This article focuses on the three following novels by Ǧamāl al-Ġīṭānī: al-Zaynī Barakāt (1971), Waqāʾiʿ ḥārat al-Zaʿfarānī (1976) and Ḥikāyat al-muʾassasa (1997). It aims to discuss the author’s handling of despotism and the popular revolt against it. The events in the three novels occur in different contexts: political, religious and economical. The first part of the article is a discussion of the formal aspects of the novels, namely their structure, their techniques of enunciation and other devices which show how the various themes of the novels are presented. The second part is an analysis of the portrayals of the despots and how they act, the basis on which the relation between the oppressor and the oppressed persons is built and the methods used by the despot to control the population. The third and last part is a study of the representation of the oppressed persons, their revolt against the power and the results which that revolt achieves. Finally, the conclusion of the article sheds light on the place of al-Ġīṭānī on the scene of Egyptian novel, and on the historical context in which his vision of despotism could be placed.
This article is dedicated to the Iraqi novel al-Mašṭūr : Sitt ṭarāʾiq ġayr šarʿiyya li-iǧtiyāz al-ḥudūd naḥwa Baġdād (2017) by Ḍiyāʾ Ǧbaylī. Through an illegal journey of two characters in Iraq, this book presents a new literary approach of the sectarian conflict that tears apart the country. Intertextuality with the Italian novel The Cloven Viscount (1952), by Italo Calvino, works as a connecting thread in the story. The complex Iraqi identity and the conflicts that are related to it are depicted as the result of both the country’s geographical position and its history. The first part of the article focuses on the spatial configuration in the story and the way the concept of borders is used to define the Iraqi identity. The latter is also the object of the second part that attempts to discuss the close relationship that the novel suggests between the body of the martyr and the homeland.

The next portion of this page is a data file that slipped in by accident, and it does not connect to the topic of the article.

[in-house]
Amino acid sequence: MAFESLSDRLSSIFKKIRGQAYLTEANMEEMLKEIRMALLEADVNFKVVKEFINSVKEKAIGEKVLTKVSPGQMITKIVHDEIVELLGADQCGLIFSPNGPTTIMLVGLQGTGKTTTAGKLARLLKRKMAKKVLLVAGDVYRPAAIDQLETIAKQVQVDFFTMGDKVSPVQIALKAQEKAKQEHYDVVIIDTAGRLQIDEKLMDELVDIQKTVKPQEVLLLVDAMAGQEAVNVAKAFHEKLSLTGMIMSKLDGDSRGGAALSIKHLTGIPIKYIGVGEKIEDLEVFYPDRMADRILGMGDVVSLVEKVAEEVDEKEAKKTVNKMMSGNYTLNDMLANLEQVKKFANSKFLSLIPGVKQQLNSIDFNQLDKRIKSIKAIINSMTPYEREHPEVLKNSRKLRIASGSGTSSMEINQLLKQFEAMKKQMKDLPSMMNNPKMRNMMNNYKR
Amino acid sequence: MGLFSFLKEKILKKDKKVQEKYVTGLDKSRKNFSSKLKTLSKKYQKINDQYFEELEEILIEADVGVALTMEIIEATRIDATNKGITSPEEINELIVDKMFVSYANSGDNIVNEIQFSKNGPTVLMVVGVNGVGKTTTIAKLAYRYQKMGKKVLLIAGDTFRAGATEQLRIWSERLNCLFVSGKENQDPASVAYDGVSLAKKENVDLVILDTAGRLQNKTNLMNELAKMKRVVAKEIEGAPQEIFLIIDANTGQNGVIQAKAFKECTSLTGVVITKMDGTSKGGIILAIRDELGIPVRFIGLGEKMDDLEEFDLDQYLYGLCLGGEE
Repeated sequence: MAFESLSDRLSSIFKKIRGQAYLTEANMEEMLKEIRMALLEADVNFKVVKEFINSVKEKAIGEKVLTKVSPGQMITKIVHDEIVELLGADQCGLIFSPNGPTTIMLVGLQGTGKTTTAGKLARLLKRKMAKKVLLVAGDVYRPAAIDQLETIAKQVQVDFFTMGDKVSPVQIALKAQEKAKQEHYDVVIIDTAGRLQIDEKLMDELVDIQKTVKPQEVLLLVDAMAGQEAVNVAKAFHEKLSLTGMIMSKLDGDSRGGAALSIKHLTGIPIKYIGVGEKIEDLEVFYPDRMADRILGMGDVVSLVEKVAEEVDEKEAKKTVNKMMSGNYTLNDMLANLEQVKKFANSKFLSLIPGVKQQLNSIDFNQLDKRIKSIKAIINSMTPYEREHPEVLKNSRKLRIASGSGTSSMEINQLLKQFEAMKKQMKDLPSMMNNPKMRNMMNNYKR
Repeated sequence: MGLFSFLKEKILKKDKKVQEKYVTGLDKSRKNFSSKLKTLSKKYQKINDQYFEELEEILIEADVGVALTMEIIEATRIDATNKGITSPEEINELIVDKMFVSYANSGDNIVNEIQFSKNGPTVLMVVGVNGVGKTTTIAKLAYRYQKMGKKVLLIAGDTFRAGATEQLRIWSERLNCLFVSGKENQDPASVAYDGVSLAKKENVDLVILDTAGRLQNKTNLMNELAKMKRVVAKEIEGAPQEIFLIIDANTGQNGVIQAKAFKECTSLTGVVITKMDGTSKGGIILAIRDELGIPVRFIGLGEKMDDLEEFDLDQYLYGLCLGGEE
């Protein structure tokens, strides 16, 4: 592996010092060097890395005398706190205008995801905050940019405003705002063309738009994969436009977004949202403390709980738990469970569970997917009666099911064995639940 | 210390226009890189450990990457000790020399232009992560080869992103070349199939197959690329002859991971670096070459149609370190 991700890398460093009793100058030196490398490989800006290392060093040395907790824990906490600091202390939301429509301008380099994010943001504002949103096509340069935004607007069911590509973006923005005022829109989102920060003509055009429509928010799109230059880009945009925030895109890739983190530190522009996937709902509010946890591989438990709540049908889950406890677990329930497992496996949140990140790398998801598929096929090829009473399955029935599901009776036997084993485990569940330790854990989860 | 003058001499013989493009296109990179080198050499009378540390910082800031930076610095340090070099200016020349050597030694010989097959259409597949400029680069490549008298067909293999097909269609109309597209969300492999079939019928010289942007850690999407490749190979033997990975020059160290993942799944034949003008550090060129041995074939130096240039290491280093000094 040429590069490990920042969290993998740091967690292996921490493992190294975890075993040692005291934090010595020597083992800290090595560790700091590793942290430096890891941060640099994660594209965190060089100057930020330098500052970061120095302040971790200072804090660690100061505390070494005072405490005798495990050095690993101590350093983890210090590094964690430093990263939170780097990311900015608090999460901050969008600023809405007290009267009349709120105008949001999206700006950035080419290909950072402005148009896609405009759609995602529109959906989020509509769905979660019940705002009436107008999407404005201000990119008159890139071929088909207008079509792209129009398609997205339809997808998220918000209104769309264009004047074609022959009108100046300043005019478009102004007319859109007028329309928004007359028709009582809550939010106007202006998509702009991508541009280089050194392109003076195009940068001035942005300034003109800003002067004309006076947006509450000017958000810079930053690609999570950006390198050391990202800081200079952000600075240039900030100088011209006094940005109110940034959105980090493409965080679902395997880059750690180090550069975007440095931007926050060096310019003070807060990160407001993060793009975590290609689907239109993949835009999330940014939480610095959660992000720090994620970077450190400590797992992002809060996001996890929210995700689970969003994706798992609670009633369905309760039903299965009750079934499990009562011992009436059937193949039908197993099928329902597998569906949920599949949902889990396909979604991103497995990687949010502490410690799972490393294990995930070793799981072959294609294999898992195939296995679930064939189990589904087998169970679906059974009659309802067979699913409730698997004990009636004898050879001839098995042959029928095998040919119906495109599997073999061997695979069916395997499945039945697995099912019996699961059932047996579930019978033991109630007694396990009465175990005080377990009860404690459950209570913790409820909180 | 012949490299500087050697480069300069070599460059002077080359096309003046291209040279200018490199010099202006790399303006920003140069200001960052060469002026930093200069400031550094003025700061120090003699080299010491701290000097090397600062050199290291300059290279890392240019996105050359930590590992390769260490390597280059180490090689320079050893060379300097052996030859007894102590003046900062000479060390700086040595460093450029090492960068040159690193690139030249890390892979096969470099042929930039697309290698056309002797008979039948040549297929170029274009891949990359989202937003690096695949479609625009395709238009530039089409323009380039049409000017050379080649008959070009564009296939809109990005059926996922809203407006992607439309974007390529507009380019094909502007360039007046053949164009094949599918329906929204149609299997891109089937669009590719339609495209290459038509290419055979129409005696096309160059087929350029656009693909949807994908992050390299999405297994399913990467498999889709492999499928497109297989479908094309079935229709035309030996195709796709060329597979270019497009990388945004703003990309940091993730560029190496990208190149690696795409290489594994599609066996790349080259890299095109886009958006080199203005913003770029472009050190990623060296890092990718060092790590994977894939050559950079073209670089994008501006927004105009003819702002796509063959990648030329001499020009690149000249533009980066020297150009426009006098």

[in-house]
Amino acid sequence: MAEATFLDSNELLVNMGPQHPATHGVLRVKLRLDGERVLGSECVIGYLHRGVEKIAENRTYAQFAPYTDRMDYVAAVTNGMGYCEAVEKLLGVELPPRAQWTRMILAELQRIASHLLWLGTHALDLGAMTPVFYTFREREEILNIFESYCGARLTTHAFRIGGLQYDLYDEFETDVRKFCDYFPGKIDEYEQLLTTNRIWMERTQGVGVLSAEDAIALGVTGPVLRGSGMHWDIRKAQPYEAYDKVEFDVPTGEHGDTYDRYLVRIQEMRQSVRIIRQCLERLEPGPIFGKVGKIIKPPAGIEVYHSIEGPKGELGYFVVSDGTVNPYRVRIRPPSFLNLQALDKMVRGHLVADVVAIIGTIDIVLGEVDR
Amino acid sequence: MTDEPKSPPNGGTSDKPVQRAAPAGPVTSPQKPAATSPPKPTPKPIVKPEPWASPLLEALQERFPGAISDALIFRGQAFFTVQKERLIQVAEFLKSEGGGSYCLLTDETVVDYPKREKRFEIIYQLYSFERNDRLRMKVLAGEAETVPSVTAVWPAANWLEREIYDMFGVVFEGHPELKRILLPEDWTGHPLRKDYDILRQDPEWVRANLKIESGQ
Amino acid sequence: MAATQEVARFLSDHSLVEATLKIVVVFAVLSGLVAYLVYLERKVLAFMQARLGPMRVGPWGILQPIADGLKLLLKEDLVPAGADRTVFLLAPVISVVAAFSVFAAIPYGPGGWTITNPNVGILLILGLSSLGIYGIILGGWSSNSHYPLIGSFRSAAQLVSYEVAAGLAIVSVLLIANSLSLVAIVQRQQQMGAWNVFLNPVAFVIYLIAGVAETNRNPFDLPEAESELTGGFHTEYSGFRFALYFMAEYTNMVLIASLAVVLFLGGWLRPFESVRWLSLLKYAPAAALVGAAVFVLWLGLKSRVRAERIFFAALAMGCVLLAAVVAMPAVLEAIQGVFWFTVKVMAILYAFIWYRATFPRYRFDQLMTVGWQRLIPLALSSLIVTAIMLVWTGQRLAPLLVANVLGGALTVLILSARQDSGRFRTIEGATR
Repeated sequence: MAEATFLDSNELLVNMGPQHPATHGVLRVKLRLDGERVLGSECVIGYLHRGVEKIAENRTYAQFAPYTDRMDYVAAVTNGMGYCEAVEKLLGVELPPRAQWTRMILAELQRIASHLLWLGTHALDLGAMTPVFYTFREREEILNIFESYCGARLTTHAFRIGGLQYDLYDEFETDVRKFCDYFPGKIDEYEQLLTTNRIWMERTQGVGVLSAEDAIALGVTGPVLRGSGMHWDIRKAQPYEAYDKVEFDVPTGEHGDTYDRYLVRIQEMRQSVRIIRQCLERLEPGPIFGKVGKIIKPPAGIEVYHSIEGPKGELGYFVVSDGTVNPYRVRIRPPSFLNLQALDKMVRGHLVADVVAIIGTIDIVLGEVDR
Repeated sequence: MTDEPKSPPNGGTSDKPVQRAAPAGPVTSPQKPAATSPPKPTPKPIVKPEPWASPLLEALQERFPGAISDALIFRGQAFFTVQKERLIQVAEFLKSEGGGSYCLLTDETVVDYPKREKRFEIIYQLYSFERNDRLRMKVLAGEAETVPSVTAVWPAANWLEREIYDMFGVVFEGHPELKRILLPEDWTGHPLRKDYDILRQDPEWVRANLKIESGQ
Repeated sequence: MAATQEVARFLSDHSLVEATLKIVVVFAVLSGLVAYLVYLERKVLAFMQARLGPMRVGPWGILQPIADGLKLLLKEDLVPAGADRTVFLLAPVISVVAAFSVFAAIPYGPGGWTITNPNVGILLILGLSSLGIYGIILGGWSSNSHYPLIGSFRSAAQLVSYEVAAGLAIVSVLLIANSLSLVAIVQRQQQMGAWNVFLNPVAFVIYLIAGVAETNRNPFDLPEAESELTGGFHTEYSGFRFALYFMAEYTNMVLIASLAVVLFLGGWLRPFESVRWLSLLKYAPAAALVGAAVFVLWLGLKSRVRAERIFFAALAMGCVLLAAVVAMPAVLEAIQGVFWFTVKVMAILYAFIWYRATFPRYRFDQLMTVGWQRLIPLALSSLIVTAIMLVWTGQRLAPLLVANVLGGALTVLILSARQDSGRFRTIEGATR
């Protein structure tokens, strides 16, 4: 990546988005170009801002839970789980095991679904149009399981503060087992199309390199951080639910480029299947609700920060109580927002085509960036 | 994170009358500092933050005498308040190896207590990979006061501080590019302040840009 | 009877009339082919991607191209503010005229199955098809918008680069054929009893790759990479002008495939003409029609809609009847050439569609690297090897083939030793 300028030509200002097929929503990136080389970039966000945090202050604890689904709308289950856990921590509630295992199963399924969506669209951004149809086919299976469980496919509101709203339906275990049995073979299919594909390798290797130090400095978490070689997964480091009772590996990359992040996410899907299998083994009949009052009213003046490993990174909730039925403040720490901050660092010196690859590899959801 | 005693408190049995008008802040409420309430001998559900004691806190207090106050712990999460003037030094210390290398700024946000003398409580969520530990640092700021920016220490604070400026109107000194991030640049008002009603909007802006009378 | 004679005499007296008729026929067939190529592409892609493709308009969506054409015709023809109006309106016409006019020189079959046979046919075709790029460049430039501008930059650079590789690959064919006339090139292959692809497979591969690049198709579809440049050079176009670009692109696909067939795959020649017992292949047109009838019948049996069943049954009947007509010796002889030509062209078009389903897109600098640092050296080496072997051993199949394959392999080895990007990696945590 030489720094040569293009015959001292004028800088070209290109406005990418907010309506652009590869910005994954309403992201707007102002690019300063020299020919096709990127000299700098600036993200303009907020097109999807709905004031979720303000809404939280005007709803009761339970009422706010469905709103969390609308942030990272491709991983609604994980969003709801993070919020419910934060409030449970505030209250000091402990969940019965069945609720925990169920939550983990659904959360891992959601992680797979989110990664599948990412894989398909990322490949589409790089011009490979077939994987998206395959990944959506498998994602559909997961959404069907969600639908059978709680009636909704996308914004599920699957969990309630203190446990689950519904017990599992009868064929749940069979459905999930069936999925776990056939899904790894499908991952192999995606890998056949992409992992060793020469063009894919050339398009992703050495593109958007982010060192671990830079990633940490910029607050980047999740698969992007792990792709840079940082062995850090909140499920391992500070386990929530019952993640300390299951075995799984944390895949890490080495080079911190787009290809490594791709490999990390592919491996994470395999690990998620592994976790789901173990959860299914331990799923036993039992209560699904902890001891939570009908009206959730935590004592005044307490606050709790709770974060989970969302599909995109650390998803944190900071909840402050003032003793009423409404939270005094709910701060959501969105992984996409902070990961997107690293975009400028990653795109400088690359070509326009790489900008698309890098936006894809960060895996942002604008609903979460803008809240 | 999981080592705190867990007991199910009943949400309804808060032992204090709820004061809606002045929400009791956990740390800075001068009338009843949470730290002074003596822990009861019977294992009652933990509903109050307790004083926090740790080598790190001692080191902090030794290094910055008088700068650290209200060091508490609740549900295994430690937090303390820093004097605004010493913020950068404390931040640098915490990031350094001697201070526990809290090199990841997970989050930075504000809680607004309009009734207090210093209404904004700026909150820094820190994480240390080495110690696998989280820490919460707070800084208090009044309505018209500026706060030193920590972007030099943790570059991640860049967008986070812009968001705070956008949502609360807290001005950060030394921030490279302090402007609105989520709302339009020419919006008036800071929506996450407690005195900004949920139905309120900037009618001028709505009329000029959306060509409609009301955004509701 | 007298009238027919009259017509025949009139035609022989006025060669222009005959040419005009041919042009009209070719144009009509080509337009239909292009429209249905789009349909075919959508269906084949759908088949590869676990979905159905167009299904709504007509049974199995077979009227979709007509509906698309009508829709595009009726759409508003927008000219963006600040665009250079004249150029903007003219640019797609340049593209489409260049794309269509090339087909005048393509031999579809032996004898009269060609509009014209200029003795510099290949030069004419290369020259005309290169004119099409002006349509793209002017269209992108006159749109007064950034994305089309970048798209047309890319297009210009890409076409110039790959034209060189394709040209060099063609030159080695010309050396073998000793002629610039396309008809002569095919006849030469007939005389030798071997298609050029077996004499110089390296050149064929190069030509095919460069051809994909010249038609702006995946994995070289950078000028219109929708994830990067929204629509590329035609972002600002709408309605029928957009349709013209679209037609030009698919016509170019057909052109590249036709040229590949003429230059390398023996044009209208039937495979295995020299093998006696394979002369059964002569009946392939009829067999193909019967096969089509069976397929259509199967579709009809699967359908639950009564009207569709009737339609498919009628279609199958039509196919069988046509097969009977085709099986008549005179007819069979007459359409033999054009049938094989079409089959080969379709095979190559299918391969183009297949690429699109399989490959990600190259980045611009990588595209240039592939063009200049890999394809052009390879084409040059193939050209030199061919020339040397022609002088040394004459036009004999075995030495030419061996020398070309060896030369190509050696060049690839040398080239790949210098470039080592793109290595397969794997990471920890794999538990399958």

The City of the Dead is a large area on the periphery of Cairo where people live in house-like tombs. This study focuses on two Egyptian novels Šakāwā l-miṣrī l-faṣīḥ (1981-1985) by Yūsuf al-Qaʿīd and Madad (2014) by Maḥmūd al-Wirwārī, in which living in the cemeteries is portrayed as a paradoxical reality where life and death overlap. Limits between the two are blurred, and this creates a confusing situation where landmarks are lost and moral values are subverted. This situation echoes the characters’ personal dilemmas and the uncertain historical context in which they live. This article sheds light on the representation of life in the cemeteries and the concrete and symbolic function of this space. It also discusses this representation within the portrayal of peripheries and marginal spaces in contemporary Egyptian fiction, and explores the way the two novels—published several decades apart—use this ambivalent space to relate their respective historical realities.